UN probe into Israel’s actions toward flotilla raises questions 

Only days after Israel took the unprecedented step of agreeing to participate in a UN investigation on the Gaza flotilla incident, assurances given by the Obama administration have proven to be empty. The episode paints a disturbing picture of the administration’s actions in pushing for this investigation, and suggests that Israel’s decision to participate should be revisited.

The incident at the end of May left nine dead on one of six boats attempting to break Israel’s naval blockade of Gaza.  It was the only boat on which Turkish-backed pro-Hamas extremists preferred to attack the Israeli military rather than cooperate with Israel’s offer to deliver the goods overland after inspection. 

Twenty-four hours later, at breakneck speed for the UN and at odds with its usual pattern of ignoring civilian deaths by the thousands anywhere else, the Security Council issued a presidential statement.  With the approval of the Obama administration, the Council called for “a prompt, impartial, credible and transparent investigation conforming to international standards.”  A day later, the UN Human Rights Council established an allegedly “independent international fact-finding
mission” with a mandate to report on what it had already declared was Israel’s “outrageous attack.” 

Israel undertook a number of investigations, even adding two international experts to one of them in an extraordinary gesture to placate President Barack Obama.  But Muslim states, including Turkey, wanted more.  In addition, Secretary General Ban Ki-moon believed that assembling his own investigative committee would be an opportunity to win Muslim support for his bid to win a second term in office. And the Obama administration, which has enthusiastically embraced the United Nations, refused to oppose the secretary general’s plan.

So on Aug. 2, Ban launched his investigation, which got off the ground only because the U.S. pressed Israel to agree, and Israel took American assurances seriously.  U.S. ambassador to the UN Susan Rice spelled some of them out:  “The United States expects that the Panel will … obviate the need for any overlapping international inquiries.”  The overlapping inquiry of the Human Rights Council, she claimed, would go away.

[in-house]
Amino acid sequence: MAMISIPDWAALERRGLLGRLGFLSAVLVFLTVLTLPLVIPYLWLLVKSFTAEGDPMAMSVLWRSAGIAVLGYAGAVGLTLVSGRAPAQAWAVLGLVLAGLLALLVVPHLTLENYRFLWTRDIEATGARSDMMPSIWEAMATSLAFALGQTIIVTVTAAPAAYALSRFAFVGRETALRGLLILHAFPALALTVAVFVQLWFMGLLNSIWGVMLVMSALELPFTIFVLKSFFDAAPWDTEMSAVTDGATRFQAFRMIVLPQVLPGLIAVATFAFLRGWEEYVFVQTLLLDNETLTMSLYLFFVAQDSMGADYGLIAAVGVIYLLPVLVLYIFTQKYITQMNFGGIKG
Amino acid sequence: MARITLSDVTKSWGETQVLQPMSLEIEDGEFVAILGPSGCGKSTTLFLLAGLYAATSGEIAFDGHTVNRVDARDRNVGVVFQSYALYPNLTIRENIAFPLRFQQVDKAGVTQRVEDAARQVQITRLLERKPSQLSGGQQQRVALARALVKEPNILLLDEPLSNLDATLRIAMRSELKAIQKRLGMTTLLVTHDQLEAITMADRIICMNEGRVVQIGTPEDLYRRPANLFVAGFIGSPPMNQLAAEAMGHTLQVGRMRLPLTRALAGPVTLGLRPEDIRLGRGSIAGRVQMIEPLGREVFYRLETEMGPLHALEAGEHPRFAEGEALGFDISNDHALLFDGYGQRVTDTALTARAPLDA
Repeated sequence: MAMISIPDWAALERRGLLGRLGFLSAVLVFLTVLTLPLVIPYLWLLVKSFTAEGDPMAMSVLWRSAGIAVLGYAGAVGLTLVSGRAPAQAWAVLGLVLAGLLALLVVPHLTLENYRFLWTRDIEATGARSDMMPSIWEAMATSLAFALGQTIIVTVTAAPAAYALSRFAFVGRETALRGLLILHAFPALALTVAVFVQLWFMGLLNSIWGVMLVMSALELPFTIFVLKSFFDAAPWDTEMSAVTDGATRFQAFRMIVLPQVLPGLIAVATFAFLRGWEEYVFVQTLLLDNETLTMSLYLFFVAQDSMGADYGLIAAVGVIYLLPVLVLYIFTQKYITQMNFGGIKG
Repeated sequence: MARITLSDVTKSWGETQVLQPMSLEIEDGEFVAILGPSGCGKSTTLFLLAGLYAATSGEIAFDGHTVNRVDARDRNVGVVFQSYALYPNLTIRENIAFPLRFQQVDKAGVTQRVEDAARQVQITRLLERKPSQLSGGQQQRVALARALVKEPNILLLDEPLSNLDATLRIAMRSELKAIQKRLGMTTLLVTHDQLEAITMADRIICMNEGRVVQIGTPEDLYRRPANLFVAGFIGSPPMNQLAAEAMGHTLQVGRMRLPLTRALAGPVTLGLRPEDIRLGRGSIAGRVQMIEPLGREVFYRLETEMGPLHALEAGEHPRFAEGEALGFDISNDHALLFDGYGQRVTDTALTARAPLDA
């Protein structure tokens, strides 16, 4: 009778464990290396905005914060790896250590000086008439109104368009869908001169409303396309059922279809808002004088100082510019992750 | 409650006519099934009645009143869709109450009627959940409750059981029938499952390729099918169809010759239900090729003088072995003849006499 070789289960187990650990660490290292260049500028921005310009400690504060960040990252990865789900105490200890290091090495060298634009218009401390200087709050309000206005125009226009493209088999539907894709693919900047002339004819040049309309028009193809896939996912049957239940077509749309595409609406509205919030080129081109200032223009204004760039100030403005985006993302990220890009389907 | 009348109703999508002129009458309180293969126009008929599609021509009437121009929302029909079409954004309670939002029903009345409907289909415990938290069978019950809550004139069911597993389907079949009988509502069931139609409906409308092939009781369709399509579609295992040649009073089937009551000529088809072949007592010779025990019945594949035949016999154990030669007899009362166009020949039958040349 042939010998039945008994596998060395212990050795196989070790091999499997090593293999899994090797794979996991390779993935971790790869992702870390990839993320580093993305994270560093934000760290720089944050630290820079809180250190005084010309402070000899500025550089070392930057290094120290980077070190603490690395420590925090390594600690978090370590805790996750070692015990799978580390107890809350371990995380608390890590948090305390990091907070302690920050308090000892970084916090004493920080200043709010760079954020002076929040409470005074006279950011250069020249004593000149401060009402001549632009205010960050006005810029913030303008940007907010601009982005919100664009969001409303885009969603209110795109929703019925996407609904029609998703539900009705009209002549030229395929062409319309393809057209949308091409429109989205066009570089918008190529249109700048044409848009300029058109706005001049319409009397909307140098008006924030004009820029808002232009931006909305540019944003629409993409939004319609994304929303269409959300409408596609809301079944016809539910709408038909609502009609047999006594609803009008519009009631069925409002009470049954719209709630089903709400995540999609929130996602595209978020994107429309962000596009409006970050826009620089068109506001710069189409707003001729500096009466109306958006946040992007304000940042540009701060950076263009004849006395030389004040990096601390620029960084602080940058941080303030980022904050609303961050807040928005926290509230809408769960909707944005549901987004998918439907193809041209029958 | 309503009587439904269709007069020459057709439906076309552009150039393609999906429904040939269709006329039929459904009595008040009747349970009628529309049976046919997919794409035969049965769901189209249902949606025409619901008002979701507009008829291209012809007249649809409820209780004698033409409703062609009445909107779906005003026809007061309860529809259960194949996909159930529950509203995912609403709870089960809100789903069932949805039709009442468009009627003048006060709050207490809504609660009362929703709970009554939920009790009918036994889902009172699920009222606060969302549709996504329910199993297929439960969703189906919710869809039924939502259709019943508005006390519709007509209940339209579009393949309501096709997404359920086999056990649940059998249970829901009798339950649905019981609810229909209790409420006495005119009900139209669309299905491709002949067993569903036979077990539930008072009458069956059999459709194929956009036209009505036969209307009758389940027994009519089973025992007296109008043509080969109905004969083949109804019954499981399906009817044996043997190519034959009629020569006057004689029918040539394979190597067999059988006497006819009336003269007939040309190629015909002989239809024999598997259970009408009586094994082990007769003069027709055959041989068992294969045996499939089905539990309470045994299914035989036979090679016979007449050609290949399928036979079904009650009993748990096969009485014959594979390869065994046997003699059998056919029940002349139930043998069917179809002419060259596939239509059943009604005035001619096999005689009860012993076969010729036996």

At exactly the same time, however, Secretary General Ban Ki-moon released a statement in which he made no reference to the Human Rights Council, and no commitment to seek the dissolution of the Council’s investigation.

Two days later the president of the Human Rights Council, Sihasak Phuangketkeow, told UN radio that “it was crucial that the Council investigate.” 

The Israeli newspaper Haaretz added that the Israeli government believed it had received assurances that “the review panel will not have the authority to subpoena witnesses, including Israel Defense Forces soldiers and officers.”

Once again, Rice’s story was immediately challenged. The American charge d’affaires in Ankara was reportedly reprimanded by the Turkish foreign ministry because of Rice’s remarks. 

The secretary general’s spokesperson also contradicted Rice’s account. He told a press briefing on Monday that the panel has been “tasked with making findings about the facts and circumstances and context of the incident."

Anne Bayefsky is a senior fellow at the Hudson Institute and director of the Touro Institute on Human Rights and the Holocaust. This article appeared in The Weekly Standard.

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